“In this current state of uncertainty, it’s difficult to predict anything right now, but, at the macro level, it does feel like the end of one era and the beginning of another,” said Henry, whose areas of specialization include Russian politics, Eastern Europe, and the European Union. “The period coming to an end is the so-called post-Cold War era,’” she observed, “which has involved the gradual extension of the EU and of NATO and seen one of the longest periods of peace and prosperity, albeit a period not without its troubles.” The question now, said Henry, is what will the next era look like?
“Sanctions against Russia will also severely impact European import, some more than others,” she said. “Similarly, refugee flows coming out of Ukraine will also hit some countries more than others.” The question to consider, said Henry, is the extent to which such developments are likely to affect the solidarity of the European allies facing Russia.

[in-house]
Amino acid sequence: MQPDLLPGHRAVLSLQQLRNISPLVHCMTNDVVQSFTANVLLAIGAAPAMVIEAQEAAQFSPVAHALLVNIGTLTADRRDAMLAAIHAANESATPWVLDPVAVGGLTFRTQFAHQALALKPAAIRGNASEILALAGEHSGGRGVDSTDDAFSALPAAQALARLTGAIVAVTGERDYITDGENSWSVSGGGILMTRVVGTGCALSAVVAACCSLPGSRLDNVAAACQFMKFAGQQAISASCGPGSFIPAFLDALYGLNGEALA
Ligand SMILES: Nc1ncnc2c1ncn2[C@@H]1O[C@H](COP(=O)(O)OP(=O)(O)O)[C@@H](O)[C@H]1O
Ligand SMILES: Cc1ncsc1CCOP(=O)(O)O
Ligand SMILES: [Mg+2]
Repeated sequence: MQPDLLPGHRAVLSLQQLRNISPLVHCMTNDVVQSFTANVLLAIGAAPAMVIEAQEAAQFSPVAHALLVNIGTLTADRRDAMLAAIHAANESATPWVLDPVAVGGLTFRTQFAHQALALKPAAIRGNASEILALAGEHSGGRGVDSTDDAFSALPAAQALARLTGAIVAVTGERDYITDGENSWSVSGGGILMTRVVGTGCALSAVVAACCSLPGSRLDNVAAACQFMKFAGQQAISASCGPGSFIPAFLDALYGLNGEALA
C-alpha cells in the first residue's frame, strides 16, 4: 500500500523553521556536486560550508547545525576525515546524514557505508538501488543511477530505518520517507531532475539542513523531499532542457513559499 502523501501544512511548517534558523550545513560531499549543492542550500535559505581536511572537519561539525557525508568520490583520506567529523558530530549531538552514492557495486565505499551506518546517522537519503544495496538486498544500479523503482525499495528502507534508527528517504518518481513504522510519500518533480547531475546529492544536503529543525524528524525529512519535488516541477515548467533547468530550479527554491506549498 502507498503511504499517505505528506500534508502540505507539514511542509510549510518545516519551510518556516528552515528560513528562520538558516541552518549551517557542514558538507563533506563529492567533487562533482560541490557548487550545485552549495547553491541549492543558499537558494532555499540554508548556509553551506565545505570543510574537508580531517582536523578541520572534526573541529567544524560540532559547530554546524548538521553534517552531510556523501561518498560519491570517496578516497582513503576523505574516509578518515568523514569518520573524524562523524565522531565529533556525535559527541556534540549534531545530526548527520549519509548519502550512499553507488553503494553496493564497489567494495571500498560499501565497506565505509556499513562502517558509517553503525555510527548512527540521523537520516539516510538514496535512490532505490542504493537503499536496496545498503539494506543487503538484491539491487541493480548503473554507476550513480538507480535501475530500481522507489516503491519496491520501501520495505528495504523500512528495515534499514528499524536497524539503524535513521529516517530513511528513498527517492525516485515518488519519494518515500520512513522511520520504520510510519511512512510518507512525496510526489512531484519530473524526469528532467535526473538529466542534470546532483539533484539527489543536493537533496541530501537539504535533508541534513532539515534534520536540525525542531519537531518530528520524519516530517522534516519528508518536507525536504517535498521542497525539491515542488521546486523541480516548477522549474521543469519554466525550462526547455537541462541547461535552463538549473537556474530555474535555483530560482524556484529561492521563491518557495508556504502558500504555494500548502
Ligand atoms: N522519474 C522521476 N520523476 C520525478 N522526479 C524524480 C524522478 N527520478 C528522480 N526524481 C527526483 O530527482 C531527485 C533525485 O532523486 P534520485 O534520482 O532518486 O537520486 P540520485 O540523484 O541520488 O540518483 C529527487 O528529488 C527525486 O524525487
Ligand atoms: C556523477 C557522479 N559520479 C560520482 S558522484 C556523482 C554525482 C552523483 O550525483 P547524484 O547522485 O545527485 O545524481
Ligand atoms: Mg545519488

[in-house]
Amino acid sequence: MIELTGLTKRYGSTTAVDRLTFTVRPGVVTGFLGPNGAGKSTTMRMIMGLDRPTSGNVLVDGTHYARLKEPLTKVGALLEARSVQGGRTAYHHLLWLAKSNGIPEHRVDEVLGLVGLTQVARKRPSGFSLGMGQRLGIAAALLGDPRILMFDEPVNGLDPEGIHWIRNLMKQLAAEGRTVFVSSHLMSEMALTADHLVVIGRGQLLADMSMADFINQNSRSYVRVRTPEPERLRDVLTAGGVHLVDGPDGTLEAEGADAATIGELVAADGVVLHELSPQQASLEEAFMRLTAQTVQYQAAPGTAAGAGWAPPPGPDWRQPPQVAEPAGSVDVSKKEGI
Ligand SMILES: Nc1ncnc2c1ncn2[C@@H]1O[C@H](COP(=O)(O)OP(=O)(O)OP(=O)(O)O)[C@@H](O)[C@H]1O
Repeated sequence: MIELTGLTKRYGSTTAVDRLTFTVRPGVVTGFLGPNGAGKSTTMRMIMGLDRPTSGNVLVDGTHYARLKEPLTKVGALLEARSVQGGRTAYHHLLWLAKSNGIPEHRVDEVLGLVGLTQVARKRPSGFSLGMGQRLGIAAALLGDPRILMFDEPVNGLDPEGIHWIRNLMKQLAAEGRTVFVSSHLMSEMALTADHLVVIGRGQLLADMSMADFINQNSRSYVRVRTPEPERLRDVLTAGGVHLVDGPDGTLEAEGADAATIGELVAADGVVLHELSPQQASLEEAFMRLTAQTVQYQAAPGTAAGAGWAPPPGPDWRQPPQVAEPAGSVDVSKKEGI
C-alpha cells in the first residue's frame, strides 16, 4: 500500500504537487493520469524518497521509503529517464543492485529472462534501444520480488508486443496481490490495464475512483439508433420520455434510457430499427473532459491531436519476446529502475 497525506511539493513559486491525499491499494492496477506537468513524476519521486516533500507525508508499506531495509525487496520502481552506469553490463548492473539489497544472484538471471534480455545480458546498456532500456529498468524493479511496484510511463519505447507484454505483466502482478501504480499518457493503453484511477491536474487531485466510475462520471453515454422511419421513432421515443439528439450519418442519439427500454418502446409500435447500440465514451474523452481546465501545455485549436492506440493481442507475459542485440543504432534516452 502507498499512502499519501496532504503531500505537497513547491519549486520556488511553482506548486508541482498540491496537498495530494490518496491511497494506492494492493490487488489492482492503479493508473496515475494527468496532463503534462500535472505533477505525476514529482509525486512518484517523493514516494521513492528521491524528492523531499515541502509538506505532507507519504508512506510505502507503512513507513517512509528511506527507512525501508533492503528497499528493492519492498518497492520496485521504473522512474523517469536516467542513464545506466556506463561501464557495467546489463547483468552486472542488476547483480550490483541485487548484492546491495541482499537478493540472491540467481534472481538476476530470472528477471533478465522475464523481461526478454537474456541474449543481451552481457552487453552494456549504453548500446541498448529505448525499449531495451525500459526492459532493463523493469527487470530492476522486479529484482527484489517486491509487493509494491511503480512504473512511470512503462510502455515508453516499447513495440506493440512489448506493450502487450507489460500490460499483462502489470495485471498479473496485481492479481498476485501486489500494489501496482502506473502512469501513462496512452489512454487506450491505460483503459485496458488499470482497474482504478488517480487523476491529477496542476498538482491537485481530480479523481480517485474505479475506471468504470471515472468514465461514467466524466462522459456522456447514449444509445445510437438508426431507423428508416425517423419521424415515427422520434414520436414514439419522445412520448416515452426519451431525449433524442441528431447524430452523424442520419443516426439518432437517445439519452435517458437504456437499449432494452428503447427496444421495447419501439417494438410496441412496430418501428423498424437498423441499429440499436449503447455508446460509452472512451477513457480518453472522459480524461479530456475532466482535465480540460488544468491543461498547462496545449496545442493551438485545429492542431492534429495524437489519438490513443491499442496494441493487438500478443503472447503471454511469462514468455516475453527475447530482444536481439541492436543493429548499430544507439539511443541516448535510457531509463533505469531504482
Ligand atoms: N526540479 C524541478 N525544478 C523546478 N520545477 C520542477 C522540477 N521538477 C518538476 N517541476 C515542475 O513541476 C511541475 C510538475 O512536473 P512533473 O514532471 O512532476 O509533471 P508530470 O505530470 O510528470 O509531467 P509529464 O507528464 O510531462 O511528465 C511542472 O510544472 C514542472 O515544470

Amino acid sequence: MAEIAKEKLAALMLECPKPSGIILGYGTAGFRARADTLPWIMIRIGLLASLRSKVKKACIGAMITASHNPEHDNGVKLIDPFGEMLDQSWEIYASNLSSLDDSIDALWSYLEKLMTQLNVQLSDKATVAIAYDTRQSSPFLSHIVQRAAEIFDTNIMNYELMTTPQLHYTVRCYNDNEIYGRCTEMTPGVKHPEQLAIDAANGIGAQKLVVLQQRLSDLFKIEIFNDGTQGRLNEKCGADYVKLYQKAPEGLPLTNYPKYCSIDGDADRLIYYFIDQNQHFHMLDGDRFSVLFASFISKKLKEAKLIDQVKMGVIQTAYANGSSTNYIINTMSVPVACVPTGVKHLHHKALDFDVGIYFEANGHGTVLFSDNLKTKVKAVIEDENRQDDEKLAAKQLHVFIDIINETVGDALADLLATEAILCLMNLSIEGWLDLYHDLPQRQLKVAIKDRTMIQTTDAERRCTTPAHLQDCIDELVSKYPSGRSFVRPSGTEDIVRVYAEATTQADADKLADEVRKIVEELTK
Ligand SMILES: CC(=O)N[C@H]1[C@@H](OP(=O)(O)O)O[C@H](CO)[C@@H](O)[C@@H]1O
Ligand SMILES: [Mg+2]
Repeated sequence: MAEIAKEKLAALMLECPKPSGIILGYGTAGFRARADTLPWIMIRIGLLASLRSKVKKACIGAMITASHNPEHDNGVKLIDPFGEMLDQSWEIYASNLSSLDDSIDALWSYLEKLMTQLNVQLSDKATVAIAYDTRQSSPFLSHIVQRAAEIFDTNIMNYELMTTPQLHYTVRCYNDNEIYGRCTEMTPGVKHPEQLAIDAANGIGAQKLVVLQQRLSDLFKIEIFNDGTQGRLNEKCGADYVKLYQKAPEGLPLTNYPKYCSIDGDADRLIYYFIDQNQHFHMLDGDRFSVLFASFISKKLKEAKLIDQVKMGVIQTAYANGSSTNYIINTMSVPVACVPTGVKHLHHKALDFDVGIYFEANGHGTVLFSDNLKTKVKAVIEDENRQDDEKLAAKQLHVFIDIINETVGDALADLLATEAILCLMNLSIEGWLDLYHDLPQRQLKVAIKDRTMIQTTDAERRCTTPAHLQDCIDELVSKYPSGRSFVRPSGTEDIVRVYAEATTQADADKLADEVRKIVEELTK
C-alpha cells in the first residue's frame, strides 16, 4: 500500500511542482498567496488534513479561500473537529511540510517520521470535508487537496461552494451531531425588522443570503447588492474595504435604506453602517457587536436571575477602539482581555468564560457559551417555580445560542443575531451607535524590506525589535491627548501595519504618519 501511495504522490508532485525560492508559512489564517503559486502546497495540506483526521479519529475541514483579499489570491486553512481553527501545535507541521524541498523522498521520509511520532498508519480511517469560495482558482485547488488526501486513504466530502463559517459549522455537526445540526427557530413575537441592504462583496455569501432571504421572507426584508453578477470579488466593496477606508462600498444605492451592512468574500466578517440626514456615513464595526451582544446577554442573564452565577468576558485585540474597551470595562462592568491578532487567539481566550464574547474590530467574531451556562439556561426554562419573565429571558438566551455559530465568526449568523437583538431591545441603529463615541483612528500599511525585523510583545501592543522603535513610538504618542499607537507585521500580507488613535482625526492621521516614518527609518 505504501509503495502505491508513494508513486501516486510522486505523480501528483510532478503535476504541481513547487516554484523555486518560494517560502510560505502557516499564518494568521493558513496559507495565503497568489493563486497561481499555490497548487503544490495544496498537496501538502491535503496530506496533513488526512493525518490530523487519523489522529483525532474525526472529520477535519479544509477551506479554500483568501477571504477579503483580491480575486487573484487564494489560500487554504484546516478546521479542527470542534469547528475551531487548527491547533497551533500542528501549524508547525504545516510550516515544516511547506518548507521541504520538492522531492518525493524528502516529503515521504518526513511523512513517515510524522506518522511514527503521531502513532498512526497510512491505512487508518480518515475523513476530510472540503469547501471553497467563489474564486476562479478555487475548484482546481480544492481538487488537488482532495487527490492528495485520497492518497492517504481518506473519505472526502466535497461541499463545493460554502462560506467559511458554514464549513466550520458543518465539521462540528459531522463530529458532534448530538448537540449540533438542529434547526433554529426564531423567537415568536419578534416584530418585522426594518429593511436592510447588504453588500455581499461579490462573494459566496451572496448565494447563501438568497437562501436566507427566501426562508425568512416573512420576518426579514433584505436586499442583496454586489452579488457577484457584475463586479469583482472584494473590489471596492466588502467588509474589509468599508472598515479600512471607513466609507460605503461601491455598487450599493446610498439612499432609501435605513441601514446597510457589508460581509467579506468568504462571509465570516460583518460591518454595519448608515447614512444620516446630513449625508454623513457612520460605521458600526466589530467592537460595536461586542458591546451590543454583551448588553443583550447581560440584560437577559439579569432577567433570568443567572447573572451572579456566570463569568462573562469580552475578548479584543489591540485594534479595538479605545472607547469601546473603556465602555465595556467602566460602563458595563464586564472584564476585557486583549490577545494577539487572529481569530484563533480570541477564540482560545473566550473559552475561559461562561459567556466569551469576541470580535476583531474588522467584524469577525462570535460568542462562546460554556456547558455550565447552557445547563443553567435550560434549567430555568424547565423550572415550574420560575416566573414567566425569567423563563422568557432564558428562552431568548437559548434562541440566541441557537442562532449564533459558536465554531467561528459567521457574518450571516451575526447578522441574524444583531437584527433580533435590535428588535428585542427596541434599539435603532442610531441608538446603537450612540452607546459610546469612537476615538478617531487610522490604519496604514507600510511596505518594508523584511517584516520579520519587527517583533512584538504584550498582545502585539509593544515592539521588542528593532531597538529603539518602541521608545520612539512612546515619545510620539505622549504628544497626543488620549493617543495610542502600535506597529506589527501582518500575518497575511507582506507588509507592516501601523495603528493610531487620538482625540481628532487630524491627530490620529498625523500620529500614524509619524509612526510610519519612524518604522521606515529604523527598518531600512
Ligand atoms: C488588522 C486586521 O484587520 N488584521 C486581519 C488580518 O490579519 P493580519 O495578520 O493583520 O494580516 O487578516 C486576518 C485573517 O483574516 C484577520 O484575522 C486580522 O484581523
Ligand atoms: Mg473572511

Henry also raised the worrying prospect of the conflict spreading into the eastern parts of the Baltic states—Lithuania, Latvia, and Estonia—which are NATO members. On the subject of NATO, Henry also pointed out that Putin’s actions could potentially reinvigorate the alliance, with non-member countries like Finland and Sweden now considering joining. “If Putin’s plan was to weaken the NATO alliance,” said Henry, “it seems to have backfired.”
On the wider front, Henry said she would be keeping a close eye on the relationship between Russia and China. Beijing and Moscow are diplomatic allies for sure, she said, but China is not without its misgivings regarding the Russian attack on Ukraine.
“One of the things that’s puzzling me is that Putin has embarked on such a risky venture for Russia. The Ukraine situation risks undermining Russian interests in every sphere—economic, domestic, and international.” These are humbling times for political scientists, said Henry, who talked about a different, more unpredictable style of political decision-making emerging from the Russian leader.